Thursday

Fairy Tales May Come True

Fairy Tales May Come True, They Can Happen To You..

On the battlements, bless├Ęd battlements,
Standing on the battlements of immortality;
O the countless multitudes soon our eyes shall see!
Standing on the battlements of immortality.


Battlements (or crenellation) are the parapets of towers or walls with indentations or openings (embrasures or crenelles) alternating with solid projections. Merlons are the saw-tooth effect or the "teeth" of the battlements.

Battle Abbey at Midnight

Battle Abbey at Midnight


On October 14, 1066, a Norman duke known as William the Conqueror defeated King Harold at the Battle of Hastings. This decisive victory brought the Saxon period of English history to an end and initiated the Norman rule of England. The Norman Conquest would bring many changes to the island, including a new French style of Romanesque architecture and many new churches and monasteries all over the country. After the Battle of Hastings, William went on to conquer other important strongholds further north, such as London and York. But in 1070, his attention returned to the battlefield where it all began when, pressured by the Pope, he founded a Benedictine abbey to atone for the thousands of deaths on that field. The new foundation was dedicated to St. Martin, but it has been known almost ever since as Battle Abbey.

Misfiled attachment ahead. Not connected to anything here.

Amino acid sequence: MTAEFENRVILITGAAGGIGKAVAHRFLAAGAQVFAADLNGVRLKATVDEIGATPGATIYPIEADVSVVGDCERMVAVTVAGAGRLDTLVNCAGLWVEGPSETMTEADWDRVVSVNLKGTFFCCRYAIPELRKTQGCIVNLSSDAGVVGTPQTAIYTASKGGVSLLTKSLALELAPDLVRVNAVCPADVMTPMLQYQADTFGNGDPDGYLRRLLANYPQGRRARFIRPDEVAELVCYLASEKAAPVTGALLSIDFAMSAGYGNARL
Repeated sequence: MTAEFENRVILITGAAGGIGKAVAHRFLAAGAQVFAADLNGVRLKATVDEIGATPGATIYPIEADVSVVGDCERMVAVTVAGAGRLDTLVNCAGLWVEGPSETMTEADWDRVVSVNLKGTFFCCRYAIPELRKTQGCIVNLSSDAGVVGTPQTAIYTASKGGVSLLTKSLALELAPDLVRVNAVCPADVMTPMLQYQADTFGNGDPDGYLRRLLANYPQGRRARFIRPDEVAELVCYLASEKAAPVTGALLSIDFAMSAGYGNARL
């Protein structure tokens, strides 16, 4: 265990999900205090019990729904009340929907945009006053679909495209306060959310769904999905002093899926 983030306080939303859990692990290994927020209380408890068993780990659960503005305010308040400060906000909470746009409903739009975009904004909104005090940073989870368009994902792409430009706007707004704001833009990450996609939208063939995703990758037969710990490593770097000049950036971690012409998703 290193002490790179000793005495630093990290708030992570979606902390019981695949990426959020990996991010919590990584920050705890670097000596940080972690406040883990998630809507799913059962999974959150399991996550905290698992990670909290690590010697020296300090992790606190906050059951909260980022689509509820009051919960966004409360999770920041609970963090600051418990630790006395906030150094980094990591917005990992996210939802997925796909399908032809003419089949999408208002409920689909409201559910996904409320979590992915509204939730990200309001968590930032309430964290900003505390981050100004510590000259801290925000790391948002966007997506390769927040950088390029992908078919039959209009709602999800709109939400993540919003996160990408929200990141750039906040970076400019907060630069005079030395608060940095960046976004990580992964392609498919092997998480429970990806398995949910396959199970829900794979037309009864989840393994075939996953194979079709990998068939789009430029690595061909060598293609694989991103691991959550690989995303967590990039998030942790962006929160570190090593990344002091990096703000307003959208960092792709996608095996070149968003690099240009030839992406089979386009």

Battle Abbey was built right on the battlefield, with the church’s altar positioned over the site where King Harold fell. Constructed in the Norman Romanesque style, with a round apse and ambulatory, the church was completed in 1094. It was consecrated by the Archbishop of Canterbury in the presence of the Conqueror’s son, William Rufus. The abbey was colonized by four Benedictine monks from Marmoutier monastery near Tours, France. Construction on the remaining abbey buildings, such as the dormitory and cloister, continued throughout the 12th and 13th centuries. The church was extended to the east in the 13th century. In the 14th century, French raids during the Hundred Years’ War required the abbey to improve its defenses. This included rebuilding the gatehouse to the towering edifice that still stands today, beginning in 1338. Later in the same century, the abbey was struck by the Black Death. More than a dozen monks succumbed to the plague and the monastery’s incomes suffered. Battle Abbey was dissolved on May 27, 1538, and the property was given to Sir Anthony Browne. The new owner promptly destroyed the church, chapter house and cloisters, and renovated the abbot’s house into a country mansion. In later centuries the property fell into decline, but it was restored by the duke and dutchess of Cleveland, who lived here from 1857 to 1901. Battle Abbey School was founded in the abbot’s house after World War I. Both the battlefield and abbey were purchased by the nation in 1972 and the site is now administered by English Heritage.